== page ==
Many have unsuccessfully tried to describe the centuries old, unfathomable bond between horse and man. One man does not attempt to describe it. He creates it in metal.
Artist John Lopez originally made a name for himself in the world of sculpture through his bronze castings. If you had ever visited Rapid City, South Dakota, you probably noticed presidential statues on almost every corner of the downtown area. Realistic and meticulously thought out, these pieces are the pride of Rapid City and an ongoing project for John Lopez.
Apart from presidential portraits, John is quite taken by the South Dakota ranching life and all it entails. In his portfolio, you can find sculptures of cattle, horses, bison, deer, and even dinosaurs. Surprisingly, his bronze sculptures are not the ones that are creating all the stir. His welded sculptures on the other hand, the likes of the Draft Horse above and the Friesian below, turn heads wherever they are placed.
The unusual detour from bronze sculpting into sculpting with repurposed farm equipment began a few years ago, after John's beloved aunt passed away. The project that started it all was a cemetery fence. Lopez moved to his widowed uncle's ranch to build a family cemetery. As he was working on the fence around the cemetery, John ran out of materials. Being 35 miles away from the nearest town or post office made him look for scrap metal he could use to finish the project. After some experimentation, he finished a gate into the cemetery, and then made a small angel peering over the top of the gate. Everyone who saw the gate was amazed at the result, and the rest was proverbial history.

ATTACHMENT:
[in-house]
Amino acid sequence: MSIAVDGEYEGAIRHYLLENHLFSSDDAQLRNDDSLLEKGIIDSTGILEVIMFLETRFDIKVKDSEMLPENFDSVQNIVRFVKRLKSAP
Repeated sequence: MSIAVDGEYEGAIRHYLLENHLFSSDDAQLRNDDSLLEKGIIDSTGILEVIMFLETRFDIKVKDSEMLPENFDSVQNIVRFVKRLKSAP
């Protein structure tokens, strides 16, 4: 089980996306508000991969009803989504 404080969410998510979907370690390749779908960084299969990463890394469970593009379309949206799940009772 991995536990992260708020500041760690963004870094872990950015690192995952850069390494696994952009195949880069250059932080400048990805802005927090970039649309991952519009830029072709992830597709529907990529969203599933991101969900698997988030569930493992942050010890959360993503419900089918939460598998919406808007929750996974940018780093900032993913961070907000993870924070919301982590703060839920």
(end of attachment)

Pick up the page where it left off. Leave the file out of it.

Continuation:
Not wanting to depart from his bronze casting expertise, John found a way to merge the two art forms into a new hybrid sculpture form that combines everyday objects with limited edition bronze castings. Hybrid Metal Art, a sculptural fusion of figurative and funk, a blend of iron and bronze, of stately and steampunk was born. Once you see it, you will know it's like nothing else out there, and it is so unmistakably John Lopez.
In 2008, John placed his scrap iron monument, Triceratops Cowboy, in front of the Grande River Museum in Lemmon, SD and later that same year, a scrap iron T-Rex statue found its home in Faith, SD in honor of the largest T-Rex ever found. A year later, a life-size scrap metal horse sculpture won the People's Choice Award at the Sculpture In The Hills show in Hill City, SD. Matter of fact, that same horse now greets visitors in front of a couple of galleries in downtown Hill City. In 2000, John Lopez was commissioned by the Pro Rodeo Hall Of Fame to create two bronze monuments for their sculpture garden: one of the World Champion Calf Roper, Paul Tierney, on Coffee Jeff - a horse raised by the artist's uncle Geno, and the other featuring Charmayne James on her famous horse, Scamper.
Oftentimes, John is asked what he imagines his grandfather, a pioneer stockman, would have thought of his scrap iron sculpture. The artist answers with a quote from an elderly gentleman who came to one of his exhibits. After peering intently at a scrap metal saddle for a long time, the man announced, "Now, that's art!"
We at hART Sense Design completely agree. John's sculptures are so realistic yet so unique, and what makes them even more appealing is that he chooses subjects that can be found on the vast prairies and in the Black Hills of our home state. Thank you, John Lopez, for showing the world that South Dakota is anything but boring!
To find out more about John Lopez and his art, visit his website at www.johnlopezstudio.com
the mind and hands behind hART Sense Design. I am a designer and hand-maker of one-of-a-kind and limited edition jewelry and accessories for artistic, chic cowgirls, boho babes, and lovers of all things western.
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